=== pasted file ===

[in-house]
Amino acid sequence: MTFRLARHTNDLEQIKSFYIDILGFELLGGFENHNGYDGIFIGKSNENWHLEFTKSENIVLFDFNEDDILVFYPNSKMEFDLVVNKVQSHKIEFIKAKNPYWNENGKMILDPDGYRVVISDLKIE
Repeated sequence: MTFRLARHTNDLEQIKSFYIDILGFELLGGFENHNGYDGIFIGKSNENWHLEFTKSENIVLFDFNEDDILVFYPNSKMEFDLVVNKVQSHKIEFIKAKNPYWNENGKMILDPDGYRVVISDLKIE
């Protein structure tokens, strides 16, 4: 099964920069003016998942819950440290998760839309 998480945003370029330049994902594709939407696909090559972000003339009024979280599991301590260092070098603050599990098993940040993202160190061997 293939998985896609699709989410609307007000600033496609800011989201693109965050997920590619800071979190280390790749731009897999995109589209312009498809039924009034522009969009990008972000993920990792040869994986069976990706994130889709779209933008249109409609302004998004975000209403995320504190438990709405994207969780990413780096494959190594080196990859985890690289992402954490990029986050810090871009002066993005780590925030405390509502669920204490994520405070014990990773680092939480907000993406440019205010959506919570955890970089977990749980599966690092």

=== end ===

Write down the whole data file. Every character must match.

[in-house]
Amino acid sequence: MTFRLARHTNDLEQIKSFYIDILGFELLGGFENHNGYDGIFIGKSNENWHLEFTKSENIVLFDFNEDDILVFYPNSKMEFDLVVNKVQSHKIEFIKAKNPYWNENGKMILDPDGYRVVISDLKIE
Repeated sequence: MTFRLARHTNDLEQIKSFYIDILGFELLGGFENHNGYDGIFIGKSNENWHLEFTKSENIVLFDFNEDDILVFYPNSKMEFDLVVNKVQSHKIEFIKAKNPYWNENGKMILDPDGYRVVISDLKIE
């Protein structure tokens, strides 16, 4: 099964920069003016998942819950440290998760839309 998480945003370029330049994902594709939407696909090559972000003339009024979280599991301590260092070098603050599990098993940040993202160190061997 293939998985896609699709989410609307007000600033496609800011989201693109965050997920590619800071979190280390790749731009897999995109589209312009498809039924009034522009969009990008972000993920990792040869994986069976990706994130889709779209933008249109409609302004998004975000209403995320504190438990709405994207969780990413780096494959190594080196990859985890690289992402954490990029986050810090871009002066993005780590925030405390509502669920204490994520405070014990990773680092939480907000993406440019205010959506919570955890970089977990749980599966690092």